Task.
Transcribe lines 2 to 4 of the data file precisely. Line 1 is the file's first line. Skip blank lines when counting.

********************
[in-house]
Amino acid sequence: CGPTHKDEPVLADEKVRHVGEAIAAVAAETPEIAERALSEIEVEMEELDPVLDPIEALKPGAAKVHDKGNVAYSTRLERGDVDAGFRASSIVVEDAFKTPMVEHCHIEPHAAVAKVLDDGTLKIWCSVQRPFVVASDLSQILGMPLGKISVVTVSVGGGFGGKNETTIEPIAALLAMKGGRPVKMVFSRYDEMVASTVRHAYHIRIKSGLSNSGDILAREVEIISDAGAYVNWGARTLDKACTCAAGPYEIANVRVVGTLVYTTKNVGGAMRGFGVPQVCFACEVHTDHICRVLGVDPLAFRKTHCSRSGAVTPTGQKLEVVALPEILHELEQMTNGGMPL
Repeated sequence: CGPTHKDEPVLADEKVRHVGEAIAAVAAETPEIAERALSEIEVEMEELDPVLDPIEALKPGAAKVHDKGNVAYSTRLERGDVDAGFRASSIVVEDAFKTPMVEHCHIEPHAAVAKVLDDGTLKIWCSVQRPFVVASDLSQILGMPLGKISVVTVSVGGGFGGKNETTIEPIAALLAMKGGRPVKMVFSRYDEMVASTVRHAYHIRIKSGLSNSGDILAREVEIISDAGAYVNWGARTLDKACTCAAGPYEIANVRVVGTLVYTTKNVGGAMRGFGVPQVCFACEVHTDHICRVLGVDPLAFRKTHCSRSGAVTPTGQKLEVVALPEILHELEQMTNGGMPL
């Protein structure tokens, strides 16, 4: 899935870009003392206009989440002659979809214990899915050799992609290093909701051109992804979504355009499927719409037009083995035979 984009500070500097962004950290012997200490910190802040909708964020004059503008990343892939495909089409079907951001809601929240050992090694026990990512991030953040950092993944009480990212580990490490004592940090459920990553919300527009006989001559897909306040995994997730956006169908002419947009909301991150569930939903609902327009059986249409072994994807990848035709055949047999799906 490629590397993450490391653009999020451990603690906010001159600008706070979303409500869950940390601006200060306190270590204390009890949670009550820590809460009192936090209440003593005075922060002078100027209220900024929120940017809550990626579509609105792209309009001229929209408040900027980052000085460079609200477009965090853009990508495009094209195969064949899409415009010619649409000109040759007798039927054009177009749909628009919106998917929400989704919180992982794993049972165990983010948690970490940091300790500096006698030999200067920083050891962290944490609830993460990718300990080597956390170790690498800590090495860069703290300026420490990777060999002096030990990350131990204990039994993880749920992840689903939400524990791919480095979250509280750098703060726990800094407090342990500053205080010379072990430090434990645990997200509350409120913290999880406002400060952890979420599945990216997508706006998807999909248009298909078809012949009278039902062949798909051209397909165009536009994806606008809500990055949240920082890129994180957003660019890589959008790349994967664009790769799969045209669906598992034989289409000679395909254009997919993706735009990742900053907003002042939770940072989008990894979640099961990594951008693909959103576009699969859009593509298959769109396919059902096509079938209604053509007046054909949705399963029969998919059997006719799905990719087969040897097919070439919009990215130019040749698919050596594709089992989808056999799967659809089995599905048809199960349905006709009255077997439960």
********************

Amino acid sequence: CGPTHKDEPVLADEKVRHVGEAIAAVAAETPEIAERALSEIEVEMEELDPVLDPIEALKPGAAKVHDKGNVAYSTRLERGDVDAGFRASSIVVEDAFKTPMVEHCHIEPHAAVAKVLDDGTLKIWCSVQRPFVVASDLSQILGMPLGKISVVTVSVGGGFGGKNETTIEPIAALLAMKGGRPVKMVFSRYDEMVASTVRHAYHIRIKSGLSNSGDILAREVEIISDAGAYVNWGARTLDKACTCAAGPYEIANVRVVGTLVYTTKNVGGAMRGFGVPQVCFACEVHTDHICRVLGVDPLAFRKTHCSRSGAVTPTGQKLEVVALPEILHELEQMTNGGMPL
Repeated sequence: CGPTHKDEPVLADEKVRHVGEAIAAVAAETPEIAERALSEIEVEMEELDPVLDPIEALKPGAAKVHDKGNVAYSTRLERGDVDAGFRASSIVVEDAFKTPMVEHCHIEPHAAVAKVLDDGTLKIWCSVQRPFVVASDLSQILGMPLGKISVVTVSVGGGFGGKNETTIEPIAALLAMKGGRPVKMVFSRYDEMVASTVRHAYHIRIKSGLSNSGDILAREVEIISDAGAYVNWGARTLDKACTCAAGPYEIANVRVVGTLVYTTKNVGGAMRGFGVPQVCFACEVHTDHICRVLGVDPLAFRKTHCSRSGAVTPTGQKLEVVALPEILHELEQMTNGGMPL
């Protein structure tokens, strides 16, 4: 899935870009003392206009989440002659979809214990899915050799992609290093909701051109992804979504355009499927719409037009083995035979 984009500070500097962004950290012997200490910190802040909708964020004059503008990343892939495909089409079907951001809601929240050992090694026990990512991030953040950092993944009480990212580990490490004592940090459920990553919300527009006989001559897909306040995994997730956006169908002419947009909301991150569930939903609902327009059986249409072994994807990848035709055949047999799906 490629590397993450490391653009999020451990603690906010001159600008706070979303409500869950940390601006200060306190270590204390009890949670009550820590809460009192936090209440003593005075922060002078100027209220900024929120940017809550990626579509609105792209309009001229929209408040900027980052000085460079609200477009965090853009990508495009094209195969064949899409415009010619649409000109040759007798039927054009177009749909628009919106998917929400989704919180992982794993049972165990983010948690970490940091300790500096006698030999200067920083050891962290944490609830993460990718300990080597956390170790690498800590090495860069703290300026420490990777060999002096030990990350131990204990039994993880749920992840689903939400524990791919480095979250509280750098703060726990800094407090342990500053205080010379072990430090434990645990997200509350409120913290999880406002400060952890979420599945990216997508706006998807999909248009298909078809012949009278039902062949798909051209397909165009536009994806606008809500990055949240920082890129994180957003660019890589959008790349994967664009790769799969045209669906598992034989289409000679395909254009997919993706735009990742900053907003002042939770940072989008990894979640099961990594951008693909959103576009699969859009593509298959769109396919059902096509079938209604053509007046054909949705399963029969998919059997006719799905990719087969040897097919070439919009990215130019040749698919050596594709089992989808056999799967659809089995599905048809199960349905006709009255077997439960």